Yep, green and beige. They don’t offer black (though a banana yellow is also an option). Rite in the Rain, as many of you know, are manufacturers of a patented paper coating technology that renders their products impervious to rain. Yes, you can literally “write in the rain.” According to the brochure, their goal is to produce products that serve professionals “from the top of Mt. Everest to the deepest caves on the planet,” and judging from the letters sent in to their Cool Stories page, it looks like users are finding such uses all across the world.
Rite in the Rain was started in the 1920s when Jerry Siller developed a water-proof paper for the Pacific Northwest logging industry. Today, they make about a million different products in all shapes and sizes, and sell some pretty cool weather-proof notebook pouches and covers to boot, so I’d recommend spending some time on their site to find the one you like most. As always, we’re focusing on their pocket version, the Tactical Memo Book, which comes in green and tan. A slightly different version comes in yellow.
On the cover is the company logo and writing. Though I can be iffy on cover writing, I don’t mind this at all. Rather than detract from the notebooks, I think it gives them a sense of character like the Alwych, and I think they’d actually lose something if it were taken away (sadly, it sort of renders the Alwych’s claim to All-Weather status a bit outdated).
Size-wise, these measure in at approximately 3.4″x5″ – a hair skinnier and a full half inch shorter than a standard Moleskine.
I love this size. I’m so bored by 3.5″x5.5″ notebooks, which are apparently the world standard for pocket notebooks as set by Moleskine. I’m always thrilled when someone does something totally new with it, and the size here is perfect for writing handheld.
The notebook is a soft cover and is very flexible. But there’s some body to it, and while it will certainly bend in your back pocket, it still has a necessary firmness.
The tan and green notebooks have a military theme, and the back cover and inner front cover have some helpful reference material, including a 5″ ruler, an English System of Measurements Chart, a Metric to English conversion table, and map scaling tables and rulers.
I didn’t order the Yellow “Universal” option, so I’m not sure if this is included, as it seems more general-purpose.
Now for the pages.
As you can see, the pages of these notebooks reflect a lighter version of their cover colors. The Yellow Universal notebook offers basic white, with blue lines. The pages all feature solid horizontal lines with dotted vertical lines for gridding purposes.
I absolutely love this concept. While I agree with many of you that gridded paper is fantastic to write on, there are times when I wish the vertical lines weren’t so prominent. Rite in the Rain has found a perfect solution to this problem. And yes, I hate the “Rite in the Rain” logo on the bottom of each page. But I can overlook it.
Yep, this is me “riting in the rain.” It absolutely, 100% works (I wrote through the water), and when it dries, the pages show zero signs of ever having been wet. Incredible. The pages are thick and show no visible ink through. The reverse:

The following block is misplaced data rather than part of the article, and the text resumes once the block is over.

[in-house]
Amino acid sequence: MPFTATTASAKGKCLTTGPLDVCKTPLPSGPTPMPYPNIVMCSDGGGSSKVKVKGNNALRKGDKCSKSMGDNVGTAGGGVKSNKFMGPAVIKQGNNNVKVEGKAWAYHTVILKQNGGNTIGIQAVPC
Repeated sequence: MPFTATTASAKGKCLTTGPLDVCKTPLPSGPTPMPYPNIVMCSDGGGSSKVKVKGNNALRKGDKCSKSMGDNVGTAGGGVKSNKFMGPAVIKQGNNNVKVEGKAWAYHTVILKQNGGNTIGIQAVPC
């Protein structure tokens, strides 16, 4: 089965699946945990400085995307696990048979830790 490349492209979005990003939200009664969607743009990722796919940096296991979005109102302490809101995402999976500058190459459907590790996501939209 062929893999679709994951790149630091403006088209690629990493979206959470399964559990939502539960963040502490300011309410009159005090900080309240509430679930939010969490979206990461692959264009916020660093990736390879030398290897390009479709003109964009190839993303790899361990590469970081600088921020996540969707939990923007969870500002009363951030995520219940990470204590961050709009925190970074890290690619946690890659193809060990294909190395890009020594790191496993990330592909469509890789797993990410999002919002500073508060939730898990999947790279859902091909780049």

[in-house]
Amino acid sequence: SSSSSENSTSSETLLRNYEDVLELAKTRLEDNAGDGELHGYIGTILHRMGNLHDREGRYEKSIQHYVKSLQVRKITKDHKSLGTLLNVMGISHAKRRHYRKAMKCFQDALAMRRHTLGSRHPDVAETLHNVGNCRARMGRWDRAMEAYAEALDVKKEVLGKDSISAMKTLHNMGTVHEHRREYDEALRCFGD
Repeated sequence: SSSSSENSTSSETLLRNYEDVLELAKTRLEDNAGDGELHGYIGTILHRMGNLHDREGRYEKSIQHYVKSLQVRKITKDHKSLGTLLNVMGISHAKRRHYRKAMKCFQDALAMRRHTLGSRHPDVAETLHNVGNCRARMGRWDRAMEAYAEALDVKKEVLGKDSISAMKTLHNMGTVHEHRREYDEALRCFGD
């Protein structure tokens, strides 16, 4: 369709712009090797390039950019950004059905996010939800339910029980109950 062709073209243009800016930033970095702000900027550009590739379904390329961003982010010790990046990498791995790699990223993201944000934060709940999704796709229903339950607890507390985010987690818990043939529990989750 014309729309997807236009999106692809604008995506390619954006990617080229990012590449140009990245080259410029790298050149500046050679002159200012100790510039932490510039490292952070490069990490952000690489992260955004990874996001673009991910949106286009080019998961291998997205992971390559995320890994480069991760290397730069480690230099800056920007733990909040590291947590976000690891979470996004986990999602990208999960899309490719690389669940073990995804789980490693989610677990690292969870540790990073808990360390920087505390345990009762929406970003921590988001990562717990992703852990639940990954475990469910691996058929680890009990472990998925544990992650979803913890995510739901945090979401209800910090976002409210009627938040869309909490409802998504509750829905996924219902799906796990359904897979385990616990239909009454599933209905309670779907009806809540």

In terms of flexibility these notebooks do not open totally flat.
Frankly, I don’t think you could if you tried – the binding is intentionally firm, and I think it would extremely difficult to forcibly break the spine, let alone do so in every day wear and tear. The notebook opens plenty wide for my purposes, though, and I love how durable this makes them.
No pocket, no elastic band, and no bookmark, but this notebook needs none of those amenities. In what it is aiming to achieve, it succeeds to the fullest. They’re certainly not for those of you looking for a fine stationery product, but for those that enjoy utilitarian notebooks, you cannot – I REPEAT! – cannot go wrong.
Among other things, these little notebooks cost only $3.45 each. OK, it’s not that perfect – my bill broke down as follows: ordering two notebooks came to $6.90. Then there was a mysterious $4.00 “miscellaneous charge” (a handling fee, probably for buying too few notebooks), and $8 for shipping to New York from Washington state. All told, I paid $19 for the two notebooks. Still cheaper than a Moleskine, but I now wish I had purchased a few more to get the overall price per notebook down, knowing that I’m definitely going to be using these quite frequently. Black Cover reader WyldWoods points out that you can get them at a discount for only $3.20 each with significantly cheaper shipping at Trail Explorers. Finally, you can avoid the whole online thing entirely by going to the Rite in the Rain site and using the Dealer Finder to the right of the page to find a local vendor.
If this review interests you, I’d definitely spend some time on their site to find the notebook that suits your purposes. Click here for the Green Memo 954, the Tan Memo 954T, or the Universal Yellow 974. They offer some of their larger notebooks in poydura, made from 100% consumer waste and are “virtually indestructible.”
For some reason, I put off trying this company out for a long time, and am kicking myself for checking them out earlier. Highly recommended!
I meant to post the winners on Halloween, but got caught up in festivities.
Before we give the names, I want to thank all of you for entering. Special thanks goes out to those of you who either added us to your blog rolls, blogged about us, or both. We had thousands of new hits this month and tons of RSS adds, and we can only hope you like the site enough to keep those links up (no guilt if you want to take ’em down now though!).